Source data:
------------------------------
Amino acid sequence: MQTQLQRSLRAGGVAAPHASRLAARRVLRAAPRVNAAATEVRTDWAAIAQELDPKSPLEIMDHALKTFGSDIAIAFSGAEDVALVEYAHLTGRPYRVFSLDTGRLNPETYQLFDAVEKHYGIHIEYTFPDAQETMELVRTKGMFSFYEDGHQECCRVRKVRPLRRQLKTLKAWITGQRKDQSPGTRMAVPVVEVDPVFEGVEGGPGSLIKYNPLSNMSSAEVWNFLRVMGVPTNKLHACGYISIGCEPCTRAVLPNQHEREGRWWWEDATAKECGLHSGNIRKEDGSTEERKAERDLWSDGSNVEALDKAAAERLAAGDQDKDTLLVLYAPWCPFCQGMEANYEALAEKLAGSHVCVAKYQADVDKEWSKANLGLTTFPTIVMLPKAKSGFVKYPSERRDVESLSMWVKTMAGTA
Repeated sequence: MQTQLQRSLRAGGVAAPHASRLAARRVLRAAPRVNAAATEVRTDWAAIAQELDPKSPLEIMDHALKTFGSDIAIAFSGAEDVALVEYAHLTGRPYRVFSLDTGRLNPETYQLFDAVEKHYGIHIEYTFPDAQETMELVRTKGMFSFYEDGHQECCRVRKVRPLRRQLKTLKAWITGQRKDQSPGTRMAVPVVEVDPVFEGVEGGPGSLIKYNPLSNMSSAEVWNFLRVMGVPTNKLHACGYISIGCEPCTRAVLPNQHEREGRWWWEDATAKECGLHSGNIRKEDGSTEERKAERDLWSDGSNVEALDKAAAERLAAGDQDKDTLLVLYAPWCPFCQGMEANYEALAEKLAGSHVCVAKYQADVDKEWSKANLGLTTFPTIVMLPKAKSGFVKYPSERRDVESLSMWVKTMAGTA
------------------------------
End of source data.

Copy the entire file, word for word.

Amino acid sequence: MQTQLQRSLRAGGVAAPHASRLAARRVLRAAPRVNAAATEVRTDWAAIAQELDPKSPLEIMDHALKTFGSDIAIAFSGAEDVALVEYAHLTGRPYRVFSLDTGRLNPETYQLFDAVEKHYGIHIEYTFPDAQETMELVRTKGMFSFYEDGHQECCRVRKVRPLRRQLKTLKAWITGQRKDQSPGTRMAVPVVEVDPVFEGVEGGPGSLIKYNPLSNMSSAEVWNFLRVMGVPTNKLHACGYISIGCEPCTRAVLPNQHEREGRWWWEDATAKECGLHSGNIRKEDGSTEERKAERDLWSDGSNVEALDKAAAERLAAGDQDKDTLLVLYAPWCPFCQGMEANYEALAEKLAGSHVCVAKYQADVDKEWSKANLGLTTFPTIVMLPKAKSGFVKYPSERRDVESLSMWVKTMAGTA
Repeated sequence: MQTQLQRSLRAGGVAAPHASRLAARRVLRAAPRVNAAATEVRTDWAAIAQELDPKSPLEIMDHALKTFGSDIAIAFSGAEDVALVEYAHLTGRPYRVFSLDTGRLNPETYQLFDAVEKHYGIHIEYTFPDAQETMELVRTKGMFSFYEDGHQECCRVRKVRPLRRQLKTLKAWITGQRKDQSPGTRMAVPVVEVDPVFEGVEGGPGSLIKYNPLSNMSSAEVWNFLRVMGVPTNKLHACGYISIGCEPCTRAVLPNQHEREGRWWWEDATAKECGLHSGNIRKEDGSTEERKAERDLWSDGSNVEALDKAAAERLAAGDQDKDTLLVLYAPWCPFCQGMEANYEALAEKLAGSHVCVAKYQADVDKEWSKANLGLTTFPTIVMLPKAKSGFVKYPSERRDVESLSMWVKTMAGTA